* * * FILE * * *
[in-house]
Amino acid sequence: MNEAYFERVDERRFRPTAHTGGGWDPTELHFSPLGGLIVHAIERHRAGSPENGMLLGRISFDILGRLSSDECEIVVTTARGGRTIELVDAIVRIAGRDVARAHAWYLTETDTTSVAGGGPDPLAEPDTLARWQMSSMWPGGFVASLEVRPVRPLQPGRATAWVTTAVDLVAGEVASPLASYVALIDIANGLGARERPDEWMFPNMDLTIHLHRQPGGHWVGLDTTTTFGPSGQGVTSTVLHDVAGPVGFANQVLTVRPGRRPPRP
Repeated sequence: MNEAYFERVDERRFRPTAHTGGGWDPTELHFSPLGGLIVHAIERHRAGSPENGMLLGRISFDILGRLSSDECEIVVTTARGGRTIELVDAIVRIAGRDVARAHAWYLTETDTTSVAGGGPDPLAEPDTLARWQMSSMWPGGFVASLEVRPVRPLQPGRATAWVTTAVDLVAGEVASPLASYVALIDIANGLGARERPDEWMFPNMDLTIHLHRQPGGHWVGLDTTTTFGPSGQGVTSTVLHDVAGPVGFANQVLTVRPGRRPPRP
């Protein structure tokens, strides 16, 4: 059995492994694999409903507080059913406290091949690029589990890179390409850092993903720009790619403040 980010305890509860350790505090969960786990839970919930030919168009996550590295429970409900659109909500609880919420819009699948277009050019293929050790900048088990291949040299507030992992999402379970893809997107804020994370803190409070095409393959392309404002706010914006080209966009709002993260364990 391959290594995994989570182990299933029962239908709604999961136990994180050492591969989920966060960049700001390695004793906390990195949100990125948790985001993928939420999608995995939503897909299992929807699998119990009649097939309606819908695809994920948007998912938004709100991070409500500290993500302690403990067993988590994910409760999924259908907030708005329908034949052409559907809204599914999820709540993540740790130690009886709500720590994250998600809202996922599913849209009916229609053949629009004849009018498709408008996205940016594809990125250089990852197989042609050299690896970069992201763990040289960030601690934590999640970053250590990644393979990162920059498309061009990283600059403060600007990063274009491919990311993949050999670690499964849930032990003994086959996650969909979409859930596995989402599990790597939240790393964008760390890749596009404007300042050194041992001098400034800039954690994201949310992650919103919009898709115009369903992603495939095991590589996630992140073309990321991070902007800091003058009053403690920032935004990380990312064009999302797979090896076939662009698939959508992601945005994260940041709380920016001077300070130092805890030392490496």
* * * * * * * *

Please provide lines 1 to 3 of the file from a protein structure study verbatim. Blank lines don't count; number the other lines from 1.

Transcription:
[in-house]
Amino acid sequence: MNEAYFERVDERRFRPTAHTGGGWDPTELHFSPLGGLIVHAIERHRAGSPENGMLLGRISFDILGRLSSDECEIVVTTARGGRTIELVDAIVRIAGRDVARAHAWYLTETDTTSVAGGGPDPLAEPDTLARWQMSSMWPGGFVASLEVRPVRPLQPGRATAWVTTAVDLVAGEVASPLASYVALIDIANGLGARERPDEWMFPNMDLTIHLHRQPGGHWVGLDTTTTFGPSGQGVTSTVLHDVAGPVGFANQVLTVRPGRRPPRP
Repeated sequence: MNEAYFERVDERRFRPTAHTGGGWDPTELHFSPLGGLIVHAIERHRAGSPENGMLLGRISFDILGRLSSDECEIVVTTARGGRTIELVDAIVRIAGRDVARAHAWYLTETDTTSVAGGGPDPLAEPDTLARWQMSSMWPGGFVASLEVRPVRPLQPGRATAWVTTAVDLVAGEVASPLASYVALIDIANGLGARERPDEWMFPNMDLTIHLHRQPGGHWVGLDTTTTFGPSGQGVTSTVLHDVAGPVGFANQVLTVRPGRRPPRP